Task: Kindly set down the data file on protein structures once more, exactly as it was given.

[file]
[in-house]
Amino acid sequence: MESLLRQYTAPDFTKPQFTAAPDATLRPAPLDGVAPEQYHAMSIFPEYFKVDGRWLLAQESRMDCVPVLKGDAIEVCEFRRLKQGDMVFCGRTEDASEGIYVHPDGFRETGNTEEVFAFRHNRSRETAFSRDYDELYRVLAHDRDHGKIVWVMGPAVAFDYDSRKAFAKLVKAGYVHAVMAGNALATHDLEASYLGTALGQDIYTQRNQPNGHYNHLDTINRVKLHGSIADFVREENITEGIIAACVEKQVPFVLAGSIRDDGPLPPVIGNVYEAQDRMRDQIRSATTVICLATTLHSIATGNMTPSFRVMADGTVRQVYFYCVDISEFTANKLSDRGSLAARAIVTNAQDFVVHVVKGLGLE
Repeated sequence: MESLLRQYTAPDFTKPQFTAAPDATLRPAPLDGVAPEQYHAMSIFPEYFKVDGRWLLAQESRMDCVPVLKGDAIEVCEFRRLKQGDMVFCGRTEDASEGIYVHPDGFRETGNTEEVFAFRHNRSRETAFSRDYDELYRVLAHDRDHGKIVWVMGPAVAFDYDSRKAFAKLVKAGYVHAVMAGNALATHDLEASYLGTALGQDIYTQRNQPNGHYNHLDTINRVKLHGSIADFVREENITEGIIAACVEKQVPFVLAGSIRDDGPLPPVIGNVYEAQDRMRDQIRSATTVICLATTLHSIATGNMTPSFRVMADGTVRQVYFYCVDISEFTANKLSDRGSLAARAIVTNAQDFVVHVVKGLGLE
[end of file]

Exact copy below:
[in-house]
Amino acid sequence: MESLLRQYTAPDFTKPQFTAAPDATLRPAPLDGVAPEQYHAMSIFPEYFKVDGRWLLAQESRMDCVPVLKGDAIEVCEFRRLKQGDMVFCGRTEDASEGIYVHPDGFRETGNTEEVFAFRHNRSRETAFSRDYDELYRVLAHDRDHGKIVWVMGPAVAFDYDSRKAFAKLVKAGYVHAVMAGNALATHDLEASYLGTALGQDIYTQRNQPNGHYNHLDTINRVKLHGSIADFVREENITEGIIAACVEKQVPFVLAGSIRDDGPLPPVIGNVYEAQDRMRDQIRSATTVICLATTLHSIATGNMTPSFRVMADGTVRQVYFYCVDISEFTANKLSDRGSLAARAIVTNAQDFVVHVVKGLGLE
Repeated sequence: MESLLRQYTAPDFTKPQFTAAPDATLRPAPLDGVAPEQYHAMSIFPEYFKVDGRWLLAQESRMDCVPVLKGDAIEVCEFRRLKQGDMVFCGRTEDASEGIYVHPDGFRETGNTEEVFAFRHNRSRETAFSRDYDELYRVLAHDRDHGKIVWVMGPAVAFDYDSRKAFAKLVKAGYVHAVMAGNALATHDLEASYLGTALGQDIYTQRNQPNGHYNHLDTINRVKLHGSIADFVREENITEGIIAACVEKQVPFVLAGSIRDDGPLPPVIGNVYEAQDRMRDQIRSATTVICLATTLHSIATGNMTPSFRVMADGTVRQVYFYCVDISEFTANKLSDRGSLAARAIVTNAQDFVVHVVKGLGLE